Apportionment’s real value is in building discipline. Once you’ve become disciplined, meaning that you’ve found goals worth focusing on and you’re working toward them, scheduling is just a waste of 2% of your life itself, because you’re so in tune with your work that rigidity shackles your powerful spirit, rather than channeling a weak, uncommitted one (which probably isn’t worth channeling anyway). It’s a lesson that lasts a lifetime, but the lesson itself doesn’t need to take a lifetime. In fact, when I say 2%, it’s often more like 30%. Read stuff like Me and GTD: my worrying addiction to getting organised and Could GTD be harmful? for an example. GTD = Getting Things Done = scheduling to the max. Of course, I’ve been talking more of creative arts rather than the mundane chores apportionment is more often applied to. But I find that apportionment only makes those chores more undesirable; you’re actually less likely to follow through than you would be if it weren’t at the mercy of a rigid schedule.

Further, you have so much untapped creative potential that organizing what you have is going to produce far less than cultivating what you don’t. Work on your strengths, and many other things will fall into place. Hone the talents you already have, rather than the ones you don’t. See the big picture, rather than immersing yourself in the tiny details. This is the difference between someone who keeps a messy desk and gets work done, versus someone who meticulously keeps a clean desk but gets work done. Right now, my desk is covered in piles of school papers, photography accessories, and junk mail needing discarded, yet I’m getting more work done than if I fixed those problems and came back. And the “work” is fun, because I’ve been wanting to write something about this sort of work for a while.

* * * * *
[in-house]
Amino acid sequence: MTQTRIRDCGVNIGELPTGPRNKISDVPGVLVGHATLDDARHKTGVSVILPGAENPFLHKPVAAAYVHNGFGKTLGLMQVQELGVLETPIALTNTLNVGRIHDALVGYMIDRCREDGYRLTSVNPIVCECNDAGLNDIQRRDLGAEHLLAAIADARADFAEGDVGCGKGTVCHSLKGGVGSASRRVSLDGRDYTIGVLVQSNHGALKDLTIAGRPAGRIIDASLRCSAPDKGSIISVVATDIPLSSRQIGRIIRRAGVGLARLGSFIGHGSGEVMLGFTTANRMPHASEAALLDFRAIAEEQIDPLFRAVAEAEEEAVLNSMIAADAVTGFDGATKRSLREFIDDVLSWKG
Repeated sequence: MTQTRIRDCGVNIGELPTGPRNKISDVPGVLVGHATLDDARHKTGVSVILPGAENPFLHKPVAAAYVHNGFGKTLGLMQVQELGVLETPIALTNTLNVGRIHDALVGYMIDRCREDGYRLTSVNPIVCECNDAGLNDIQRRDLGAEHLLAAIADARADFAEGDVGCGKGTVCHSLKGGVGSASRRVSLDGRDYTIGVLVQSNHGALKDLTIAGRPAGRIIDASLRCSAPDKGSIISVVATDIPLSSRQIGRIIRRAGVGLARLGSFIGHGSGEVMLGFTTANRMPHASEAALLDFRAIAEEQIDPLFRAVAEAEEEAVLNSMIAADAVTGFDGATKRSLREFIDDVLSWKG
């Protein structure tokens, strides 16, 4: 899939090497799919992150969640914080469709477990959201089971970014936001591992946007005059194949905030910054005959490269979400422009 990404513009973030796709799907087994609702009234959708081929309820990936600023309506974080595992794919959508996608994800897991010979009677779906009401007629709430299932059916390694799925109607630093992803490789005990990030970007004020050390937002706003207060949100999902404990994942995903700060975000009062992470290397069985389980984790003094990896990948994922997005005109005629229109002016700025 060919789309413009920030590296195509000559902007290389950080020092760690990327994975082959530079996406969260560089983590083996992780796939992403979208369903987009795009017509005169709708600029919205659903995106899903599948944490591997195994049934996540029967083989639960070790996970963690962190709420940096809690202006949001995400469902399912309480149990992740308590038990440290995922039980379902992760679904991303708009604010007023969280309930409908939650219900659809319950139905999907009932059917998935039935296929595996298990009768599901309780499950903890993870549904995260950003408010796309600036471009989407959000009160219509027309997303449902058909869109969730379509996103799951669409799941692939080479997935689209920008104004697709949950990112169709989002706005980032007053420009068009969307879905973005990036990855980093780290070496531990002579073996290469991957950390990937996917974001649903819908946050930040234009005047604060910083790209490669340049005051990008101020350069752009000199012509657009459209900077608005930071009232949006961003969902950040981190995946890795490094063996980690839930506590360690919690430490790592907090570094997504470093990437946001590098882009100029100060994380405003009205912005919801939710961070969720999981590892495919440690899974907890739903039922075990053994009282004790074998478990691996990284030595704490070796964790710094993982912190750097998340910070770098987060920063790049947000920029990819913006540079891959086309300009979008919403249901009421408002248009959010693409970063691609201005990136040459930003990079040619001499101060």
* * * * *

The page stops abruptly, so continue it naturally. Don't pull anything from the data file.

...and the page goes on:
One place you’ll find people often using apportionment is in restricting addictive time-sinks, like emails, blog stats, RSS feeds. You might say, “I will only check these once a day, because they continue pulling me from my work while providing no value.” The immediate problem with this, is that you’re working from a negative perspective rather than a positive one; you’re trying to remove the distractions, rather than let the distractions remove themselves. And they will remove themselves if what you’re focused on is so engrossing that it captures your undivided attention. You’ll see this often, with children playing video or computer games, or younger children making buildings out of blocks. That kind of masterful focus is something we lose when we grow up, instead trying to substitute kludges like demands and scheduling. But if we can get back in the flow to begin with, all of this becomes mere child’s play.

So get back into that flow. If you’re passion isn’t providing that sort of in-built noise filtering, you’re approaching it from the wrong angle or it isn’t right to start with. If you don’t schedule, you don’t have to be afraid of change, and change is much better mastered than feared.